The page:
- Removable stay (in my case most likely synthetic) with hank-on sails. Pros: You can detach it when in light winds so tacking the genoa is not affected. You can have multiple sails for that stay (a working jib for upwind in mid-winds, but then a smaller storm sail). Cons: The need to go to the foredeck to exchange sails.

Removable stay with a continuous furler.I always saw the racing boats with detachable stays and continuous furlers going offshore, and I wondered whether that would be a possibility for a cruiser without breaking our pockets. I asked around a couple of years ago and I was always told that those furlers are not good for storm situations and/or that they are very expensive, but then I came across the profurl website and their furlers for 'flying sails' Flying sails furlers with spool

In their catalog https://www.profurl.com/images/info_...19-eng-268.pdf
they mention the use of their NEX series of furlers for staysails and storm jibs that can be removed (not reefed). Their models are specified for pretty large boats, so this may be an option for you. I haven't contacted them yet, but I may be going this route for our boat depending on whether we focus first on whether we expand the light wind inventory of sails, or the high wind inventory... We'll see.

Good luck on your search!

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Old 03-07-2019, 02:38   #11
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Re: Inner forestay decision time

The important thing is to be sure you have appropriate deck strength to allow an inner stay. When we made this addition to our previous boat, Jim did some glass work, glassing in a chain plate for the inner stay, and running a rod from the plate to the deck, to resist the upwards pull of tensioning the stay. It is a mistake to just assume the deck is strong enough, and failures tend to occur at the most awkward times. Check with an engineer if you doubt me.

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Old 03-07-2019, 03:38   #12
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Re: Inner forestay decision time

I have double stays. This works very well, but there are many things to consider. Except for everything said above, there is also the issue of luff tension. If you have a removable stay with a high field lever you can set it up to take basically all the tension off the headstay when applied. If you have 2 fixed stays, then they will share the tension about 50/50, meaning there is more luff sag. This requires the sail to be cut differently, with more luff hollow.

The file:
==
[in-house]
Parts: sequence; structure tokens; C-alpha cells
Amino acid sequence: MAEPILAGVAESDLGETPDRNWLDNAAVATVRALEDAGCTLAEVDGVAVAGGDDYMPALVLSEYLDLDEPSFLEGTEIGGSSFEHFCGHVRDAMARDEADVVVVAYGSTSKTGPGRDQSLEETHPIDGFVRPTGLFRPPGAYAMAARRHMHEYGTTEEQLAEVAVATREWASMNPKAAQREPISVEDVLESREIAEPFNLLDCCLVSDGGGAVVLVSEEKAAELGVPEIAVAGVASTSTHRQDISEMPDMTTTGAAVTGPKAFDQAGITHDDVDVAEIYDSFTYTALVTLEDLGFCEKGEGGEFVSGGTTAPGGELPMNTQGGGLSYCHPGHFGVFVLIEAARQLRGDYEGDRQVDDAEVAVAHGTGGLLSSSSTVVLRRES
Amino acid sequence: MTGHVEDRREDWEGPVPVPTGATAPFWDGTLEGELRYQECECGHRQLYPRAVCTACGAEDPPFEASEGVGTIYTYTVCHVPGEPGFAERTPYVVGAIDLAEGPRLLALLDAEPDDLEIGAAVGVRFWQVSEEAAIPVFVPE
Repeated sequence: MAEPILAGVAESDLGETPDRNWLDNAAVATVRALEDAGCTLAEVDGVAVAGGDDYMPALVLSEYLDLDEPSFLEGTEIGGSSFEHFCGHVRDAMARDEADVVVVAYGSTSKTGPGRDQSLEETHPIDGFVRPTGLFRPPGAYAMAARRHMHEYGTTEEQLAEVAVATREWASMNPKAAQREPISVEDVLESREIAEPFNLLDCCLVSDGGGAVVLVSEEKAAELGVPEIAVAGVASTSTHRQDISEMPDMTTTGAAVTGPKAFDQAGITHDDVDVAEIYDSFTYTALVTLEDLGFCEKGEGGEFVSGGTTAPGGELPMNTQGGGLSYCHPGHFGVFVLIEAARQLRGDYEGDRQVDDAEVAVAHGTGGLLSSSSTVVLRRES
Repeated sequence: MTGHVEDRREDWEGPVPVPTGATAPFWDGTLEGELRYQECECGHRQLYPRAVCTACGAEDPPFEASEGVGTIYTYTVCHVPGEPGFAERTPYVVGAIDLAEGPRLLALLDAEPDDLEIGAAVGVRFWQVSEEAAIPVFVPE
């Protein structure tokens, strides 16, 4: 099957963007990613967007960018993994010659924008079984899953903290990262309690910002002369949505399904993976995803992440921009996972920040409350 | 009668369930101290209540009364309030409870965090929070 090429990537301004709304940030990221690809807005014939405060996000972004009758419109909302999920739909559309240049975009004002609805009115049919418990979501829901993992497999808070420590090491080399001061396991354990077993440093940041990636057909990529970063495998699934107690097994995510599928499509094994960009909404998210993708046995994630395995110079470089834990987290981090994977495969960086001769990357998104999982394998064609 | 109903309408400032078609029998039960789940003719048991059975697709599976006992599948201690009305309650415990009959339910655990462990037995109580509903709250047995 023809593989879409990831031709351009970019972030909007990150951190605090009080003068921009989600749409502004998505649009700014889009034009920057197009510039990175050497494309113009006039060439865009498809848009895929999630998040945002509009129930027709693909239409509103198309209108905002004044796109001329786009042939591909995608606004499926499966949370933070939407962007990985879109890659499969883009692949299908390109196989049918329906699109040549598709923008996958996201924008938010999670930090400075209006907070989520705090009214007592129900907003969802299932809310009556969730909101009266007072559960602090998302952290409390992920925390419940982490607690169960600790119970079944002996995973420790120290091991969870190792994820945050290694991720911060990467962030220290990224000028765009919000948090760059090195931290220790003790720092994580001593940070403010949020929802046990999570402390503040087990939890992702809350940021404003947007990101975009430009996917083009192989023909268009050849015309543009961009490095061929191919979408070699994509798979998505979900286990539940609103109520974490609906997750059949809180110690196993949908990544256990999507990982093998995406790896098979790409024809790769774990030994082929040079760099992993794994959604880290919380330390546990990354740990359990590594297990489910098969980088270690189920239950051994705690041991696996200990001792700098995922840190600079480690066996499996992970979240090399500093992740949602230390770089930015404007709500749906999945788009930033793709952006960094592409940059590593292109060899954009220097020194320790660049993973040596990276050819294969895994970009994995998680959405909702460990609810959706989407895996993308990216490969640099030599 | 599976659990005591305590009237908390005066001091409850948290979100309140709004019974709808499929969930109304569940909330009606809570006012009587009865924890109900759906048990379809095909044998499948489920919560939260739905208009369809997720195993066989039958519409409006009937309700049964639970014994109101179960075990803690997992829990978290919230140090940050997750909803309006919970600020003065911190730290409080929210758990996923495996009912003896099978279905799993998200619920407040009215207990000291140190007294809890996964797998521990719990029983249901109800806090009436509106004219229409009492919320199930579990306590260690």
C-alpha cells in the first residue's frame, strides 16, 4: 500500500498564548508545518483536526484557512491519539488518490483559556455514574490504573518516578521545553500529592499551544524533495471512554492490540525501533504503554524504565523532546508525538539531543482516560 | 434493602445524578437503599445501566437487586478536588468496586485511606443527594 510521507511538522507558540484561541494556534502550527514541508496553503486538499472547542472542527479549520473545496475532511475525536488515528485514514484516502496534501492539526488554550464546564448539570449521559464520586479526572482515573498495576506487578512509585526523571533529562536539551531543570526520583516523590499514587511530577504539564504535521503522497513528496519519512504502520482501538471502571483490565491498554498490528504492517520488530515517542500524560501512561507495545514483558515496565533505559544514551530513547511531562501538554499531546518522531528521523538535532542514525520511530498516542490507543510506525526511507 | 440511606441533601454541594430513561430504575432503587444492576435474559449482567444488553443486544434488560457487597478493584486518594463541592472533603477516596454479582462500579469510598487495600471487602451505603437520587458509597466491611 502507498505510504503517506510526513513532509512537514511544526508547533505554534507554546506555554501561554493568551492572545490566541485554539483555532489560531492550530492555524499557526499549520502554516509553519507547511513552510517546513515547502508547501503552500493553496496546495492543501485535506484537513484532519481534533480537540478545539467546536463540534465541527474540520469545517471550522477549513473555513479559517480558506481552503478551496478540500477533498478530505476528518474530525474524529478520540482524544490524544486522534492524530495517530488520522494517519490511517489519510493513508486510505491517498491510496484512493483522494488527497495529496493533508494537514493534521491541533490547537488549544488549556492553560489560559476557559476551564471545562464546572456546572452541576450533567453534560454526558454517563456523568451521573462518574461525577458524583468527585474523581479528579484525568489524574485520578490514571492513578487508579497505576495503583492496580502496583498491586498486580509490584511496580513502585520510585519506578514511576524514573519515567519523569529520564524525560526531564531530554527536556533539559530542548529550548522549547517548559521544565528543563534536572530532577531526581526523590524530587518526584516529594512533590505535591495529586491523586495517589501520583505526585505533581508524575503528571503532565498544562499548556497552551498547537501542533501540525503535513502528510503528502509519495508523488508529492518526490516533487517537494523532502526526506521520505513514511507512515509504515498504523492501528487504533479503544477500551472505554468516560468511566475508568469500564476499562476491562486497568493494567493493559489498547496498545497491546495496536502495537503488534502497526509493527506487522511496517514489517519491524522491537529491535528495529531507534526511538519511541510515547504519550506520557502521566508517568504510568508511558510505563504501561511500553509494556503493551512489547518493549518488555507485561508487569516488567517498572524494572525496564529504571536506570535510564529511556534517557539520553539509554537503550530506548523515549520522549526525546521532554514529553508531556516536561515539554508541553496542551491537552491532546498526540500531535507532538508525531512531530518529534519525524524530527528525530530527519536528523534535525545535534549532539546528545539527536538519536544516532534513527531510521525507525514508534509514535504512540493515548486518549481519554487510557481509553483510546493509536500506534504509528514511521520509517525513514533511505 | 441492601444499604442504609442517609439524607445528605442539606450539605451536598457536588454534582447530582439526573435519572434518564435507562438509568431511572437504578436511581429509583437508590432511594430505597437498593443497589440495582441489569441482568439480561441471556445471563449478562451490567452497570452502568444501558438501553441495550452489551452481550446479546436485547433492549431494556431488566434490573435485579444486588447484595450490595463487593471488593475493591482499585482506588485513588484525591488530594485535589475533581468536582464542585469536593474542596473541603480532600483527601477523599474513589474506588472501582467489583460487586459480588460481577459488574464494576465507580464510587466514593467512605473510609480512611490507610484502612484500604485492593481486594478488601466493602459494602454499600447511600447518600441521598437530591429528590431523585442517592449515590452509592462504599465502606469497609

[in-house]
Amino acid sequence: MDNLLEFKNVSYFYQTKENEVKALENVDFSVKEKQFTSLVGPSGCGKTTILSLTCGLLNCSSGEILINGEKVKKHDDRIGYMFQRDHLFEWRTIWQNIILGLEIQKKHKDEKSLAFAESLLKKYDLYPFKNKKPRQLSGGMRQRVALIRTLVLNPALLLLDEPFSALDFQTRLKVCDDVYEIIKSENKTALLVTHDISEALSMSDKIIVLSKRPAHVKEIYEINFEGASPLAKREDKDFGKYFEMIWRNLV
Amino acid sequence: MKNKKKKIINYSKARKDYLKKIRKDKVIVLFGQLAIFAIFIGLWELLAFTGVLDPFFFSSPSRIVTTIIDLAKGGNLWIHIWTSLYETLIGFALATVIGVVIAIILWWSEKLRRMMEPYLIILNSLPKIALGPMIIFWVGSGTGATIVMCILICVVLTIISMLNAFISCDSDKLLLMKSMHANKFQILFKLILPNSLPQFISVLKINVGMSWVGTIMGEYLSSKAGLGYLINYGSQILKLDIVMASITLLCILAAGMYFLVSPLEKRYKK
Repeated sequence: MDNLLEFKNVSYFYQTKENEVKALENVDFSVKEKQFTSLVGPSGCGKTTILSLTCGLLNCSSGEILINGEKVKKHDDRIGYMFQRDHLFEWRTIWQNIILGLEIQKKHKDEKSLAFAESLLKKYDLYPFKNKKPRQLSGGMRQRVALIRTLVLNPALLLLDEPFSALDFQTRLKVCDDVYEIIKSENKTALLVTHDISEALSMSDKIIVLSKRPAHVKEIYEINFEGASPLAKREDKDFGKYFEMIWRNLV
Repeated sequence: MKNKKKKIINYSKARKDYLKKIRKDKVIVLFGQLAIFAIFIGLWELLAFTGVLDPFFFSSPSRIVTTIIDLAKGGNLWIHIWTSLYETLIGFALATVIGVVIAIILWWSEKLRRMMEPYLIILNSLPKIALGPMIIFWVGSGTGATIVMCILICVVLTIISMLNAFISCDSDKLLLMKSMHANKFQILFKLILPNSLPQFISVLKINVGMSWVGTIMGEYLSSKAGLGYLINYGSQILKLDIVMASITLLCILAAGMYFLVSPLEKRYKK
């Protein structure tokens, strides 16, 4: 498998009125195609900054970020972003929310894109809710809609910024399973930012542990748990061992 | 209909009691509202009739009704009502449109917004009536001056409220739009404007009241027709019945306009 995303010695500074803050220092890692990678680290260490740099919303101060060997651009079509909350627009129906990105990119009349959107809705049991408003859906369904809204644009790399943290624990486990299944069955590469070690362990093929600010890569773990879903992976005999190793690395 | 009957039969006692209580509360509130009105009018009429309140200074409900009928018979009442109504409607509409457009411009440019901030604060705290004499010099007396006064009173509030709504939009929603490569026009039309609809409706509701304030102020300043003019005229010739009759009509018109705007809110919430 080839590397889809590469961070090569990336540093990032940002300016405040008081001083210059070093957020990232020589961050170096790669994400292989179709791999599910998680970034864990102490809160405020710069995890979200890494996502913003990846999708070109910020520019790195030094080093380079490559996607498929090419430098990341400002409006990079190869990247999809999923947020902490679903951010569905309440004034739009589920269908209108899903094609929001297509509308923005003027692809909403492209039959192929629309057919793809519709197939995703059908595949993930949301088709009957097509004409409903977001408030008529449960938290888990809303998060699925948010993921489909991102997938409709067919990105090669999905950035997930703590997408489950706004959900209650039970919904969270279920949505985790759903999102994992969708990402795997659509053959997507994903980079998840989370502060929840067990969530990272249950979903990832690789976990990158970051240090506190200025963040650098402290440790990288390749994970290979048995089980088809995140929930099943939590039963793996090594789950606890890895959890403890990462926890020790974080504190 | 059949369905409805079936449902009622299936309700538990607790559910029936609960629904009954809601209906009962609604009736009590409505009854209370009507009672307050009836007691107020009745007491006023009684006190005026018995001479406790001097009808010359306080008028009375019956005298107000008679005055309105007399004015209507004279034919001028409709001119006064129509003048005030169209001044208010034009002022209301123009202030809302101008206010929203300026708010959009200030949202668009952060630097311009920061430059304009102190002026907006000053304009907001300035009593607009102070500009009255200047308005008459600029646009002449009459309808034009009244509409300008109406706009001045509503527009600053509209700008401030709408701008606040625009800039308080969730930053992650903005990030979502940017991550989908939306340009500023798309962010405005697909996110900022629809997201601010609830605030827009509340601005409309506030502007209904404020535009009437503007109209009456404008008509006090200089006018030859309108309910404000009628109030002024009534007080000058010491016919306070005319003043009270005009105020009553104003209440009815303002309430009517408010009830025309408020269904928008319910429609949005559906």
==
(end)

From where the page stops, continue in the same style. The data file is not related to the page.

At least the staysail, which is used for beating.

Personally, in your situation, I would just sail for a while with the setup you have now, and see if it works for you.

I happily sail a cutter or sloop rig (or ketch, schooner, whatever), without much preference. If the boat is well designed, it will work as it is.
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Old 04-07-2019, 11:59   #13
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Re: Inner forestay decision time

Have you tried talking to Grand Soleil? They may have had this question before.
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Old 16-09-2019, 07:41   #14
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Re: Inner forestay decision time

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Have you tried talking to Grand Soleil? They may have had this question before.
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When my GS 42 was new, a removable forestay was an optional extra. I think the same is the case for the GS 50.

I would:
- Speak to the boatyard. I have found them very helpful.
- Look at other GS '50s, speak to the owners, take pictures.

I got a few GS 42 friends. Where we share and discuss technical owner related issues. Very useful.